Do you use centers in your classroom? How do they work? When I worked as a student teacher, in a first grade classroom, we had parent volunteers help out, a few times a week, so there was supervision and assistance at every center. It worked out quite nice since the whole first grade team did the same centers and my job was to copy and fill the centers for ALL the teachers each week.

Now that we teach fourth we were playing with the idea of incorporating centers. One reason is that the CCSS stresses group work and collaboration. I feel in order for this to happen students need to LEARN how to work together and communicate appropriately. They need to learn to take responsibility for their actions and thinking and not just be a bystander in their education. Ms. G and I have very similar classes and beliefs. We have both been using collaboration rubrics to teach students how to act in groups. It has definitely helped students know what they are being held responsible for.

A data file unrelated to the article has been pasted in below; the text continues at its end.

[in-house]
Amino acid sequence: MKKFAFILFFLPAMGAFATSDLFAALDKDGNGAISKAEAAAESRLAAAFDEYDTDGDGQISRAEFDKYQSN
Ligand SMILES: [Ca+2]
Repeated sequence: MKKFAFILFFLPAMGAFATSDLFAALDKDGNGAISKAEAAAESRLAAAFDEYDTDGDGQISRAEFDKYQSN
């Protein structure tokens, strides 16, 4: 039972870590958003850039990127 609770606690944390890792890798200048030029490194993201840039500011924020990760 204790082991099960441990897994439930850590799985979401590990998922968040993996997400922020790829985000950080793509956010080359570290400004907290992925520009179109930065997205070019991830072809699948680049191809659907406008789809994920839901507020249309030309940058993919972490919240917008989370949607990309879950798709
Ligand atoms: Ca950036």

We wanted to start with fluency centers a few times a week for just 10-15 minutes. I saw another blog post that really inspired me. The trick is we wanted low maintenance centers that didn't require a ton of copying or correcting on our part each week. We wanted the students to enjoy themselves and be able to manage each center themselves. So far for centers, we have a Fry Fluency Game (called "I'm Fluent and I Know it!") using the first 100 Fry Phrases, a Cloze reading center (w/ teacher support), fluency poems for partners, a really fun writing center (stay tuned for a post on this), and a digital listening station (I was lucky enough to receive from a Donors Choose grant!).  Since our class make ups both have intervention students receiving Tier Three support as well as push in support three times a week for other students, we really feel this will be helpful to all of our students. We plan on testing this out this week.